(Geri Coe phot0/July2018)

BC Conservation; Leave fawns alone

It’s typical for young ungulates to lie quietly in vegetation for hours at a time

~ Submitted by BC Conservation Service ~

They’re cute and defenceless – and they may look lonely – but baby deer and other wild animals should not be touched or moved.

Every year, well-intentioned people try to “rescue” fawns and other young ungulates mistakenly thought to be orphaned, but these interventions do more harm than good.

Mother deer, elk and other species may leave their young alone for long periods. To avoid attracting predators, a mother may only return a few times a day to nurse. When she does return, she can be expected to defend her baby from real or perceived threats-including nearby humans and their pets.

Remember: It’s typical for young ungulates to lie quietly in vegetation for hours at a time, especially in the first two weeks of their lives when they’re not strong enough to follow their mothers.

Fawns are small as a cat when born, and their camouflage and lack of scent hide them from potential predators. Although these babies may look abandoned, they are not.

However, if humans remove them from their rest spots, they can end up being orphaned.

If you see a fawn that you think may be orphaned:

• Leave It Alone – If the fawn is lying quietly and appears uninjured it is normal for a mother deer to leave her baby alone for long periods of time.

• Remember that the mother deer will be wary of you and is likely watching you, so your presence in the area could discourage her from returning.

• Leave the area and keep pets away from the site.

• If you think the fawn is not being cared for by its mother, return the next day to check on it. If it is in the exact same spot and bleating, it may be orphaned.

If you are concerned that a fawn is injured or orphaned (i.e., there is evidence the parent is dead), contact the Conservation Officer Service through the (RAPP) line 1-877-952-7277 as it will need prompt attention.

Locally last year, Conservation Officers dealt with several individuals who were charged after taking possession of live fawns and carrying them around for several hours. The fawns were not orphaned or injured but fawn-napped. The fawns were returned back to the location they were found so that their mothers could be reunited with them.

Every year, well-meaning people doom deer fawns to an unnatural life in confinement or kill them accidently by “rescuing” them. It’s dangerous and unnecessary. This is especially a problem in Kelowna, where lots of people and deer coexist. That means that doe deer and fawns must also contend with cars, roads, fences and dogs. Sometimes fawns get separated by roads or a fence, or chased by dogs, and it takes a while to get back together with its mother.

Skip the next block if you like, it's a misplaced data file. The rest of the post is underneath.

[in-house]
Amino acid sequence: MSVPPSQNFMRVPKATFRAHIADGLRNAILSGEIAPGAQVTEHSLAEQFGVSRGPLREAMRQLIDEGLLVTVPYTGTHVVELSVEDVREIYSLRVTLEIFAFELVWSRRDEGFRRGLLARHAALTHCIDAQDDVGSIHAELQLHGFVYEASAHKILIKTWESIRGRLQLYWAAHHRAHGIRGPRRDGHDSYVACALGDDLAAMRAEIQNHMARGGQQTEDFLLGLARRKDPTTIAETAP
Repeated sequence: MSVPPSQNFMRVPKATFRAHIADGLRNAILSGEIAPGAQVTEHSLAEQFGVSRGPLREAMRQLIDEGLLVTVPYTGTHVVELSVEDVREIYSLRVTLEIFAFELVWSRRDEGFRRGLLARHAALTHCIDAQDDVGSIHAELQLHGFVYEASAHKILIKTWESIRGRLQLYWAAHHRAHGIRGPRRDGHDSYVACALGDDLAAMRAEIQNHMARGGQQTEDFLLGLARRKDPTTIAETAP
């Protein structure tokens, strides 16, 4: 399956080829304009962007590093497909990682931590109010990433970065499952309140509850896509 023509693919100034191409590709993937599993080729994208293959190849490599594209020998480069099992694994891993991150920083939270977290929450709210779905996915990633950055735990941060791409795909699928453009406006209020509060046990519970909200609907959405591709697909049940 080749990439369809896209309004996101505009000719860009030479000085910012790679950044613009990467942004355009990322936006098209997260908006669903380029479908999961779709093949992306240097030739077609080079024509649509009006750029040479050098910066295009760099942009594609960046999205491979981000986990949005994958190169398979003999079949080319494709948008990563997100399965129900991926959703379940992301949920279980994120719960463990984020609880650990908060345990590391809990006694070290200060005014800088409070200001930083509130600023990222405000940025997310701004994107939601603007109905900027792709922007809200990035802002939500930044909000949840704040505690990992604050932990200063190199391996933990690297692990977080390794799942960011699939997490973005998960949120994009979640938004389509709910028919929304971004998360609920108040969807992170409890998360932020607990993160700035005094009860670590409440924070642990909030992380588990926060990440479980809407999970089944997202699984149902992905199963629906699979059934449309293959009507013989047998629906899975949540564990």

Taking a fawn into your care is against the law and you could be fined. Fines start at $345 for unlawful possession of live wildlife. The Conservation Officer Service is taking a hard stance on the issue because it is a problem that they are trying to eliminate.

Conservation Officers are reminding people that the best thing they can do to ensure a fawns survival is to leave the newborn deer fawns alone.

 

(Geri Coe photo/July2018)

Just Posted

Trail police looking for male suspect driving red van

RCMP report the man asked a young boy to get in his vehicle

‘Plaid for Dad’ in downtown Trail raises $1200

Kootenay Savings Credit Union served up a $5 lunch, baked goodies, held 50/50 draw

Teck will continue to fight U.S. judgement

U.S. Supreme Court denied hearing Teck’s appeal last week

Four fires still burning in West Kootenay

More than 25 fires were started by lightning in the last week.

Castlegar police seek dawn home intruder

Man walked into house at 4 a.m., asks son about mother

VIDEO: Trans Mountain expansion project gets green light, again

Prime Minister Justin Trudeau announced the decision in Ottawa on Tuesday afternoon

MPs hear retired B.C. nurse’s petition to change compensation for fatal medical errors

Teri McGrath wants provinces to implement no-fault system for medical errors

Horgan says he’ll still defend B.C. coast after second Trans Mountain approval

Meanwhile, one B.C. First Nation has announced plans for a legal challenge

Demonstrators on either side of Trans Mountain debate clash in Vancouver

Crowd heard from member of Indigenous-led coalition that hopes to buy 51% of expansion project

Police investigating fatal collision near Grave Lake

Grave Lake is located approximately halfway between Sparwood and Elkford

Grieving B.C. mom hopes Facebook message leads to new investigation into son’s Surrey homicide

Criminal Justice Branch didn’t lay charges, concluding no substantial likelihood of murder or manslaughter conviction

B.C.’s measles vaccination program gains traction in May

More than 15,000 doses of the MMR vaccine has been administered across the province

B.C. farmers concerned Agricultural Land Reserve changes choking their livelihood

Dozens voice concerns at special meeting hosted on Vancouver Island

UPDATE: Two-year-old involved in Chilliwack pool drowning has died

Toddler was reported to not be breathing as air ambulance called out Thursday afternoon

Most Read